AWS Lambda

Curveball runs natively on AWS lambda, but we do recommend getting some experience on localhost first with Node or Bun.

Before you start with this, it’s also important that you know on a high level of AWS Lambdas work on a high level, and how they respond to HTTP requests using the Node engine.

AWS lambdas use Node, but they don’t use the http stack to handle HTTP requests. These lambda functions export a ‘handler’ function that receive an AWS specific object with the HTTP request information, and are expected to return another object with the respone information.

The AWS documenation has a good tutorial that demonstrates a “Hello world” with just the Lambda API.

Once you understand the basics, this is how Curveball integrates with Lambda.


Get the NPM packages

npm install @curveball/kernel @curveball/aws-lamba
npm install --dev @types/aws-lambda

Hello world

This is the canonical ‘Hello world’ application in Curveball on AWS Lambda. Usually this would be called index.ts, but you are responsible for tunring this into index.js before uploading this to AWS.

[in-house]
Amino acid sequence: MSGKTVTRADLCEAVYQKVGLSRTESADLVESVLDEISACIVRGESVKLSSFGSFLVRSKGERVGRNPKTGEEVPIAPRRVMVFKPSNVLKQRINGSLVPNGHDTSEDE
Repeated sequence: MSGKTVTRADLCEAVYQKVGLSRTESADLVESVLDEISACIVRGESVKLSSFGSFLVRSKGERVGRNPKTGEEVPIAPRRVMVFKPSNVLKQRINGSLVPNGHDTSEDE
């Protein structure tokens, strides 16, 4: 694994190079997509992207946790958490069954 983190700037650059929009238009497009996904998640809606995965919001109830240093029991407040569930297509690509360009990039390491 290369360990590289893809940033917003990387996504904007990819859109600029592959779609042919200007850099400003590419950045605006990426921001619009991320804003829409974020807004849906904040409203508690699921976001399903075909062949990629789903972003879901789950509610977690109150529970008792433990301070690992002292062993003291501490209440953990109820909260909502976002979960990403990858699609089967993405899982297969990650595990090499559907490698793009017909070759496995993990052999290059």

import { Application, Context } from '@curveball/kernel';
import handler from '@curveball/aws-lambda';

const app = new Application();

// Add all your middleware here!
app.use( ctx => {
  ctx.response.body = {msg: 'hello world!'};

exports.handler = handler(app);

In Curveball (like Koa) everything is a middleware, so to respond to a request you use the .use() method.

When this method gets called, you are given a ctx argument. This is an object that contains all the information about the HTTP request (ctx.request) and the response (ctx.response).

In this case we are setting the reponse body to contain an object {msg: 'Hello world!'}. By default this will be turned into a JSON string.

The last step is that we export a function called ‘handler’, which AWS will be call for every request.

Now we’ve covered the Lambda-specific documentation, go read next steps to go over all the common use-cases.